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Opportunities abound for back-stabbing, naked ambition and private and personal interest to triumph over the public good. Just look at the cast of characters sniffing around the mayor’s entrails even before the judge-coroner pronounces him politically dead; now imagine the crab-barreling frenzy to come.
Rob Ford wouldn’t have a vote, but the notorious tightwad favours a byelection, costing between $ 7 million and $ 9 million, because he knows council won’t reappoint him. Reclaiming his job is more important than saving taxpayers millions. He’s like the rest of them, after all.
The mayor’s brother, Councillor Doug, willing to cut funding to library branches and fire halls, says never mind the cost of a byelection. You can’t put a price tag on democracy. But if city council decides to appoint a replacement for Rob Ford, why not keep it in the family, Doug.
Deputy Mayor Doug Holyday is an unassuming man with a Mount Vesuvius temper he’s managed to cap while standing beside the volcanic Fords. He’s always coveted the mayor’s job, but lacked the charisma, cachet and confidence to go for the prize. Now, here it is, within reach. If he plays his cards right he might ascend the throne.
He must not appear ambitious; must be the loyal aide, though he considers his master a bumbling boob, and hope that his council colleagues see him as a benign caretaker. Then, in 2014, having tasted power, he can ask voters to remove the interim tag — even if that means going up against Rob Ford looking for a comeback.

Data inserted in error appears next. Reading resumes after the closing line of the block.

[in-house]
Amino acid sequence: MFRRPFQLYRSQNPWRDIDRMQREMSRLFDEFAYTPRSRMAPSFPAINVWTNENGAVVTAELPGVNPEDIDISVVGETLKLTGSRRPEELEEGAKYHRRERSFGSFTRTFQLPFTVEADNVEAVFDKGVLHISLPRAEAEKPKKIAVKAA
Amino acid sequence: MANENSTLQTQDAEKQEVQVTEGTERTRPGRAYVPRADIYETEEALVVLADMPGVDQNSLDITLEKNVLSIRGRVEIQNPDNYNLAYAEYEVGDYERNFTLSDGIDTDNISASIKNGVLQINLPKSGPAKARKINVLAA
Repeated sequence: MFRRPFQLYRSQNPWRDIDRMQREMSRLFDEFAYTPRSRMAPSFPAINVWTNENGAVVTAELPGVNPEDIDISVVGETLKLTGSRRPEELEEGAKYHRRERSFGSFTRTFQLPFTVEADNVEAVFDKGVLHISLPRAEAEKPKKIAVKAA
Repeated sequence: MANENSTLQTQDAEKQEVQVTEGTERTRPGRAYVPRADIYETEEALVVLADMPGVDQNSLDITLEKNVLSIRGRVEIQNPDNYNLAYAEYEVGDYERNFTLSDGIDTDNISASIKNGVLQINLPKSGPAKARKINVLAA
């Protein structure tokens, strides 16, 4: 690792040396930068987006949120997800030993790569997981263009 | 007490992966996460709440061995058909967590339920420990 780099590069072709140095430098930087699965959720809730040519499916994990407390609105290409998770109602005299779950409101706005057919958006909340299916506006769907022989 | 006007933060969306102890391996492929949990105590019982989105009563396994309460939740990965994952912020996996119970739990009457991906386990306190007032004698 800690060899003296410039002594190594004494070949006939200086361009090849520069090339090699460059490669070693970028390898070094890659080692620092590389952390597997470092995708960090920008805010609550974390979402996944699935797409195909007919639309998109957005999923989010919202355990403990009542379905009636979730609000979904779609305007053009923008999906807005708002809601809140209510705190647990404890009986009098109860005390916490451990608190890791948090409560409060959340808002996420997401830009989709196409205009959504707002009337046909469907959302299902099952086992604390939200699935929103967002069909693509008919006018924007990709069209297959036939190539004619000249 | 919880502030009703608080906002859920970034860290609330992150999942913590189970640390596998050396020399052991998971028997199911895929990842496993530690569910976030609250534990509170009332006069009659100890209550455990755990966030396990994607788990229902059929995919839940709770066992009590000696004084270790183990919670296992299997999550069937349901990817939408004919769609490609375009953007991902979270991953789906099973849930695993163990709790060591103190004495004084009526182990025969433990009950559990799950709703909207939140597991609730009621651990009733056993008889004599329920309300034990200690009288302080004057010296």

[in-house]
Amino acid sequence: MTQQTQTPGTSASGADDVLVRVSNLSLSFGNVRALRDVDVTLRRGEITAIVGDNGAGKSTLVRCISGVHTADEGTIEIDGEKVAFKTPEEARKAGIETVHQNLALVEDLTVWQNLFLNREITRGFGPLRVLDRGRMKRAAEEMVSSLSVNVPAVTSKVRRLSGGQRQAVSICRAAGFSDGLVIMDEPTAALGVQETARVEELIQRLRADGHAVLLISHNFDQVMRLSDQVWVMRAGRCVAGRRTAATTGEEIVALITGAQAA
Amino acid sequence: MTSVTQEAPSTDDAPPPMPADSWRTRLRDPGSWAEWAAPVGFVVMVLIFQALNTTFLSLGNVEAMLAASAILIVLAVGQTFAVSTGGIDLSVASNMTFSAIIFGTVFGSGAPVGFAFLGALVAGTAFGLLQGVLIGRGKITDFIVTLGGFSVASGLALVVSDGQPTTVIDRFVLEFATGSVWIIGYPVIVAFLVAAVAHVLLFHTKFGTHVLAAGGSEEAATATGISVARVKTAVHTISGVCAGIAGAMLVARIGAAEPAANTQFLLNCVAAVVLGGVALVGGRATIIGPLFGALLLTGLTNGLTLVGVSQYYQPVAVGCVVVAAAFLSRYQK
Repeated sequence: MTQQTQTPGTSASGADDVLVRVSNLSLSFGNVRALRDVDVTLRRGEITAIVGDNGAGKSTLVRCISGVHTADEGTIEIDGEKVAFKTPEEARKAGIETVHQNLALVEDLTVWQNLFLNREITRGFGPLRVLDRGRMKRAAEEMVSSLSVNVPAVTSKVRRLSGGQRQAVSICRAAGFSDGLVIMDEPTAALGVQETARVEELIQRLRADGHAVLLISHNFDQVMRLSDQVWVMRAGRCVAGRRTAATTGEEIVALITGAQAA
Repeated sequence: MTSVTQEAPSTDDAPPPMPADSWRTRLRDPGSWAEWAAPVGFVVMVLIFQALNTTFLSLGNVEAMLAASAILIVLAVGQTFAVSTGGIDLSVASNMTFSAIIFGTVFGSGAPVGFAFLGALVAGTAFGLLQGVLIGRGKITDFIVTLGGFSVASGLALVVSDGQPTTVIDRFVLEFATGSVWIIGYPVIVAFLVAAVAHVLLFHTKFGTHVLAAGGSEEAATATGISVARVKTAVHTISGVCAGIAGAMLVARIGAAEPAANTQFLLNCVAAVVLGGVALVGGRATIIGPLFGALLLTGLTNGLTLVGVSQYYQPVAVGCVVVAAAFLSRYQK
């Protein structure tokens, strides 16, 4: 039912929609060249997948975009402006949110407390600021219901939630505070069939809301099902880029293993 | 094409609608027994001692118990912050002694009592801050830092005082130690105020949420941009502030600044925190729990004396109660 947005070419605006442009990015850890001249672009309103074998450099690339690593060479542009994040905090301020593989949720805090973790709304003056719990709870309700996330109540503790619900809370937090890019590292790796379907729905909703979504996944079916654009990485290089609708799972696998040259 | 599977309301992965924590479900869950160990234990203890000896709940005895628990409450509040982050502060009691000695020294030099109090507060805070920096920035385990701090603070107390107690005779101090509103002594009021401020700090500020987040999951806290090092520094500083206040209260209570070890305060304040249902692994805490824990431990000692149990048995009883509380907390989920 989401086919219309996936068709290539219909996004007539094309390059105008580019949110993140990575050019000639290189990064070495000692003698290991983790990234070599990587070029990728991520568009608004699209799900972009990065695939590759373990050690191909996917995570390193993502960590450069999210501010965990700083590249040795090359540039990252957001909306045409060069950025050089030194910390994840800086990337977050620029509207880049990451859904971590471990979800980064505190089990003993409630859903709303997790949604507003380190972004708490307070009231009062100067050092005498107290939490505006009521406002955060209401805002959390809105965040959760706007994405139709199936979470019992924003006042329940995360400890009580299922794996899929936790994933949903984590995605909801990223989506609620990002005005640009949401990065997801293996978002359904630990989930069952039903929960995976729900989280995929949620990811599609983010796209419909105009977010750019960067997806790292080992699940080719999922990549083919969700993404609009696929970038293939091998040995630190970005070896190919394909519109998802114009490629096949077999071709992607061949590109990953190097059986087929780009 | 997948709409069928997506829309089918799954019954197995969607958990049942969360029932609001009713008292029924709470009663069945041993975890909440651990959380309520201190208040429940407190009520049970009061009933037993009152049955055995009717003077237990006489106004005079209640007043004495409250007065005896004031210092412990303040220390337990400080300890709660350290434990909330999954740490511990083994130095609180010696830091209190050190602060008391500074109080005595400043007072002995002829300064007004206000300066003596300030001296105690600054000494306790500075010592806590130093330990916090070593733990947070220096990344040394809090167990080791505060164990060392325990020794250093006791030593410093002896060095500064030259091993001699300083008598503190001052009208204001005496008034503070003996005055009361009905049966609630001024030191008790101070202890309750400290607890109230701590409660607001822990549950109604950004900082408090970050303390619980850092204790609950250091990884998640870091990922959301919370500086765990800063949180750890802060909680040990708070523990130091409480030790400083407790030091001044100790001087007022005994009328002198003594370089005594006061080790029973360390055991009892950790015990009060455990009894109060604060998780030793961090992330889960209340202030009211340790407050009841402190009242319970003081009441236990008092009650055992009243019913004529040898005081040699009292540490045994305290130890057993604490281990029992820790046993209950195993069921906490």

The other conservatives and right-leaning city councillors are conflicted and confused.
Take Denzil Minnan-Wong. Since a judge ruled Ford must leave his office, Minnan-Wong has struggled to conceal his desire to kick the mayor to the curb. He and supporters have been plotting a run at the mayoralty, should a byelection be called. He knows council would not appoint him to the job. And another thing: He’s a big John Tory supporter. He can’t declare too soon — not until Tory says he’s not interested.
Councillor Michael Thompson wants to be mayor, but the polling numbers don’t support a push in an election. Giorgio Mammoliti’s name is toxic, political chameleon that he is. Gloria Lindsay Luby figures her best chance at ever wearing the mayor’s chain of office is to convince the non-aligned eight or so council votes that she — not Holyday — is a better fit for a harmonious council. Peter Milczyn? Well, if Lindsay Luby and Mammoliti throw their names in the hat to seek the appointment, why not him? Ditto for Norm Kelly, the former MP who once ran for mayor of Scarborough?
So, when these councillors have to decide between appointment — which might benefit them — or byelection, where they have no chance of winning, what do you think will tip the balance?
One conservative with a particularly difficult choice is Karen Stintz. She has legitimate pull at the polls. She’s said she won’t run against Rob Ford. But is this her best chance to run for mayor? And, frankly, doesn’t she have a legitimate claim to ask council to appoint her as Ford’s replacement, avoiding a direct contest with Ford?
Ford Nation sees Stintz as a traitor for crossing Ford on transit. But her conservative credentials are sound. And she has considerable support across all political lines on city council.
If council’s conservatives are confused, the progressives are discombobulated.
They know they can’t appoint one of their own to the job, as this would appear too crass when the people voted in a conservative mayor. What then? Appoint the candidate least likely to create a lasting political obstacle. That is why there is a big push to demand that the appointee promise not to run in the 2014 election.
If that can’t be assured, then now may be as good a time as any to contest an election and defeat Ford. The problem? Who to carry the banner for the left and progressives? Adam Vaughan, Shelley Carroll, MP Olivia Chow? The choice has come a year too early. But the conditions may never be as favourable.